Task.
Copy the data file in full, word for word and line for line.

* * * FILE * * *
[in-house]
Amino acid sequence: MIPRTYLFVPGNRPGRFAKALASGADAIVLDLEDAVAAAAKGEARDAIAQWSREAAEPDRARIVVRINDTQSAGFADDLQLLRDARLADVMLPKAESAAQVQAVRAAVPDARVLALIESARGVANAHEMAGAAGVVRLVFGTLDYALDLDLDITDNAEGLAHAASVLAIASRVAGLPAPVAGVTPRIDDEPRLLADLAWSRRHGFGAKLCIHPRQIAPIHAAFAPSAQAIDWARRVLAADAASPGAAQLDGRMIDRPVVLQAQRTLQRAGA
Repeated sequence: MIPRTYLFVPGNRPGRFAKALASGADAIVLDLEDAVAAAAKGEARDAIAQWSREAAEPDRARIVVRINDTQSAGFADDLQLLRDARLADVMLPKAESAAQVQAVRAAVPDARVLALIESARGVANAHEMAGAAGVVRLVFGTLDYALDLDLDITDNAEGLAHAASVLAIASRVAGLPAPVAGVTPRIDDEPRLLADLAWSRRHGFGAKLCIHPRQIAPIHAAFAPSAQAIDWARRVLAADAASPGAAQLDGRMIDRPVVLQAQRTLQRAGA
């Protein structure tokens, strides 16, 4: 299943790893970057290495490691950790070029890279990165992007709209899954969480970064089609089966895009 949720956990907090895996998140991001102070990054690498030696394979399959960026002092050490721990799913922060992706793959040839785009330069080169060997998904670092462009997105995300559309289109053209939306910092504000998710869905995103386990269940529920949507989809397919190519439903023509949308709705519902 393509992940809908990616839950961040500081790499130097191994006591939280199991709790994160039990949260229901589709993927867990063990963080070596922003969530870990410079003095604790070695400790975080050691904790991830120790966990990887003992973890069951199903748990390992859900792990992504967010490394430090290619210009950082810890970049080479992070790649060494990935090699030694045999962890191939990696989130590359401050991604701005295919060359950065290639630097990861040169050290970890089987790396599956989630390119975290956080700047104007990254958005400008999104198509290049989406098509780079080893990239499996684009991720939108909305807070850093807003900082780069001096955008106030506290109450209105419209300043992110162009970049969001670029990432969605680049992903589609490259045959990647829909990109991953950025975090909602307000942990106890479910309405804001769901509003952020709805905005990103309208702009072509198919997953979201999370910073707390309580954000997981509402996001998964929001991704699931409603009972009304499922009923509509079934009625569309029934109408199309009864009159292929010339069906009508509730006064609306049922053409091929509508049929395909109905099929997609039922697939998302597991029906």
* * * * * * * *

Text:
[in-house]
Amino acid sequence: MIPRTYLFVPGNRPGRFAKALASGADAIVLDLEDAVAAAAKGEARDAIAQWSREAAEPDRARIVVRINDTQSAGFADDLQLLRDARLADVMLPKAESAAQVQAVRAAVPDARVLALIESARGVANAHEMAGAAGVVRLVFGTLDYALDLDLDITDNAEGLAHAASVLAIASRVAGLPAPVAGVTPRIDDEPRLLADLAWSRRHGFGAKLCIHPRQIAPIHAAFAPSAQAIDWARRVLAADAASPGAAQLDGRMIDRPVVLQAQRTLQRAGA
Repeated sequence: MIPRTYLFVPGNRPGRFAKALASGADAIVLDLEDAVAAAAKGEARDAIAQWSREAAEPDRARIVVRINDTQSAGFADDLQLLRDARLADVMLPKAESAAQVQAVRAAVPDARVLALIESARGVANAHEMAGAAGVVRLVFGTLDYALDLDLDITDNAEGLAHAASVLAIASRVAGLPAPVAGVTPRIDDEPRLLADLAWSRRHGFGAKLCIHPRQIAPIHAAFAPSAQAIDWARRVLAADAASPGAAQLDGRMIDRPVVLQAQRTLQRAGA
């Protein structure tokens, strides 16, 4: 299943790893970057290495490691950790070029890279990165992007709209899954969480970064089609089966895009 949720956990907090895996998140991001102070990054690498030696394979399959960026002092050490721990799913922060992706793959040839785009330069080169060997998904670092462009997105995300559309289109053209939306910092504000998710869905995103386990269940529920949507989809397919190519439903023509949308709705519902 393509992940809908990616839950961040500081790499130097191994006591939280199991709790994160039990949260229901589709993927867990063990963080070596922003969530870990410079003095604790070695400790975080050691904790991830120790966990990887003992973890069951199903748990390992859900792990992504967010490394430090290619210009950082810890970049080479992070790649060494990935090699030694045999962890191939990696989130590359401050991604701005295919060359950065290639630097990861040169050290970890089987790396599956989630390119975290956080700047104007990254958005400008999104198509290049989406098509780079080893990239499996684009991720939108909305807070850093807003900082780069001096955008106030506290109450209105419209300043992110162009970049969001670029990432969605680049992903589609490259045959990647829909990109991953950025975090909602307000942990106890479910309405804001769901509003952020709805905005990103309208702009072509198919997953979201999370910073707390309580954000997981509402996001998964929001991704699931409603009972009304499922009923509509079934009625569309029934109408199309009864009159292929010339069906009508509730006064609306049922053409091929509508049929395909109905099929997609039922697939998302597991029906």